The Life and Legacy of Jesse H. Jones (1874-1956)

We are happy to announce that our new exhibit, The Life and Legacy of Jesse H. Jones, is now available online! The following is a report from our Fondren Fellow Corinne Wilkinson, who worked hard over the summer to create this exhibit:

This exhibit explores the impact of Jesse H. Jones on the city of Houston and the United States as a whole through Jones’s lifelong work as an entrepreneur, politician, and philanthropist. Jones rose from humble beginnings to build a significant portion of downtown Houston in the first half of the twentieth century, then took his talents to Washington, D.C. to help rescue the nation’s finances. In his role as chairman of the Reconstruction Finance Corporation, Jones became known as the second most powerful man in Washington (after President Roosevelt himself) and was responsible for stabilizing the nation’s banks and mobilizing the country for World War II.

The exhibit highlights items from several of the Woodson’s collections, including the Jesse H. Jones Family & Personal Papers, the Jesse H. Jones Corporate and Property Records, and the J. Russell Wait Port of Houston papers.

Location of Jones’ buildings in Houston

Jones was responsible for building a large portion of downtown Houston in the mid-twentieth century; many of his buildings are still standing today. This exhibit includes an interactive map showing the location of 25 of Jones’s buildings downtown. Clicking on a point on the map reveals a photograph and more information about each building, including the date it was built and demolished.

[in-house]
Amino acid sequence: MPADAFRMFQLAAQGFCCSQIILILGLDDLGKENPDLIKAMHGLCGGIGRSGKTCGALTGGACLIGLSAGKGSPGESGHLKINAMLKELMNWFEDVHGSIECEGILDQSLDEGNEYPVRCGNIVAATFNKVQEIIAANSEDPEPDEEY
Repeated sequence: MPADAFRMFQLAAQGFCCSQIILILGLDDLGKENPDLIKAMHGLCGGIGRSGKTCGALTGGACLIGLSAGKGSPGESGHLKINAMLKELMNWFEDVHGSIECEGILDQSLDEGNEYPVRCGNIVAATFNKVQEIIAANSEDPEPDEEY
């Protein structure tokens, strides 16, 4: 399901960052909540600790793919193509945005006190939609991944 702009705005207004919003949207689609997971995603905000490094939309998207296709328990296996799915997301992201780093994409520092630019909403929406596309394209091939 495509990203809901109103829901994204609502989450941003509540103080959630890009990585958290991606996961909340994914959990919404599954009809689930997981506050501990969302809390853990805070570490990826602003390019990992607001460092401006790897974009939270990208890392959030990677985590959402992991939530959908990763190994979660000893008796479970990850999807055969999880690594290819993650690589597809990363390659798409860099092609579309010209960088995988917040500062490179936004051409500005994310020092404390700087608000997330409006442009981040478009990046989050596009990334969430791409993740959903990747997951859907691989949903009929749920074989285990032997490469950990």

While Jones had a significant impact in Washington with his role in reconstruction finance, his story is particularly pertinent to Houstonians, as his name and legacy is prevalent throughout the city. Together with his wife, Mary Gibbs Jones, he established the Houston Endowment, dedicated at its inception to supporting educational opportunities for minorities.

Jesse Jones is a fascinating man to research, and his collections in the Woodson Research Center hold a wealth of documents and photographs that truly showcase his character and dedication to his greater community.


Leave a Reply

Fill in your details below or click an icon to log in: Logo

You are commenting using your account. Log Out /  Change )

Google+ photo

You are commenting using your Google+ account. Log Out /  Change )

Twitter picture

You are commenting using your Twitter account. Log Out /  Change )

Facebook photo

You are commenting using your Facebook account. Log Out /  Change )


Connecting to %s